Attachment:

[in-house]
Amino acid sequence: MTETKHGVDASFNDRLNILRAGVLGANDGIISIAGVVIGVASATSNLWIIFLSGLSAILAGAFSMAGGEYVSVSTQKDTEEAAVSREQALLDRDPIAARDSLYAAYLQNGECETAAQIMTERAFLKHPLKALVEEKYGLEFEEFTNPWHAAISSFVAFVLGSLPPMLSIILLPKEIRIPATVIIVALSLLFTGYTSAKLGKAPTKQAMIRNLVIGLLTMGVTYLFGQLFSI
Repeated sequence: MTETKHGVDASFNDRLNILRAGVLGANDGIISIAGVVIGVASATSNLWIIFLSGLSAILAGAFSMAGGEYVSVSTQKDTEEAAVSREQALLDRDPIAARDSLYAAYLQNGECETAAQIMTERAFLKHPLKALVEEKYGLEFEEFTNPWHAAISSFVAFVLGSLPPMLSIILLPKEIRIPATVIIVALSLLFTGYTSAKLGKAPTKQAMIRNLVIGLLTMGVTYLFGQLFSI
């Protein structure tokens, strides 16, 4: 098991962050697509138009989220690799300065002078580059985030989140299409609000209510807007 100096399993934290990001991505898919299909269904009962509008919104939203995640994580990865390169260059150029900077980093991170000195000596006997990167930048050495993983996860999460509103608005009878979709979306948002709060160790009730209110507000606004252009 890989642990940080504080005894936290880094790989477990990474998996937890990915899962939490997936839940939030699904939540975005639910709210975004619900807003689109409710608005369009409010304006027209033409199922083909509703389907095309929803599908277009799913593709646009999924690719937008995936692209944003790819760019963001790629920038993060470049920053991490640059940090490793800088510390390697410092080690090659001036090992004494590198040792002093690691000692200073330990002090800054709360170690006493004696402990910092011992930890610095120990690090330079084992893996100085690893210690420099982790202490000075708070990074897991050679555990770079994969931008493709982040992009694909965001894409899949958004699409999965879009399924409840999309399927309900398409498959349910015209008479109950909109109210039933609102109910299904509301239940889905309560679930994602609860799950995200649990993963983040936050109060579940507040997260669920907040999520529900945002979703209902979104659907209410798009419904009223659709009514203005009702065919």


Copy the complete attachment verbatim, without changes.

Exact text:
[in-house]
Amino acid sequence: MTETKHGVDASFNDRLNILRAGVLGANDGIISIAGVVIGVASATSNLWIIFLSGLSAILAGAFSMAGGEYVSVSTQKDTEEAAVSREQALLDRDPIAARDSLYAAYLQNGECETAAQIMTERAFLKHPLKALVEEKYGLEFEEFTNPWHAAISSFVAFVLGSLPPMLSIILLPKEIRIPATVIIVALSLLFTGYTSAKLGKAPTKQAMIRNLVIGLLTMGVTYLFGQLFSI
Repeated sequence: MTETKHGVDASFNDRLNILRAGVLGANDGIISIAGVVIGVASATSNLWIIFLSGLSAILAGAFSMAGGEYVSVSTQKDTEEAAVSREQALLDRDPIAARDSLYAAYLQNGECETAAQIMTERAFLKHPLKALVEEKYGLEFEEFTNPWHAAISSFVAFVLGSLPPMLSIILLPKEIRIPATVIIVALSLLFTGYTSAKLGKAPTKQAMIRNLVIGLLTMGVTYLFGQLFSI
């Protein structure tokens, strides 16, 4: 098991962050697509138009989220690799300065002078580059985030989140299409609000209510807007 100096399993934290990001991505898919299909269904009962509008919104939203995640994580990865390169260059150029900077980093991170000195000596006997990167930048050495993983996860999460509103608005009878979709979306948002709060160790009730209110507000606004252009 890989642990940080504080005894936290880094790989477990990474998996937890990915899962939490997936839940939030699904939540975005639910709210975004619900807003689109409710608005369009409010304006027209033409199922083909509703389907095309929803599908277009799913593709646009999924690719937008995936692209944003790819760019963001790629920038993060470049920053991490640059940090490793800088510390390697410092080690090659001036090992004494590198040792002093690691000692200073330990002090800054709360170690006493004696402990910092011992930890610095120990690090330079084992893996100085690893210690420099982790202490000075708070990074897991050679555990770079994969931008493709982040992009694909965001894409899949958004699409999965879009399924409840999309399927309900398409498959349910015209008479109950909109109210039933609102109910299904509301239940889905309560679930994602609860799950995200649990993963983040936050109060579940507040997260669920907040999520529900945002979703209902979104659907209410798009419904009223659709009514203005009702065919």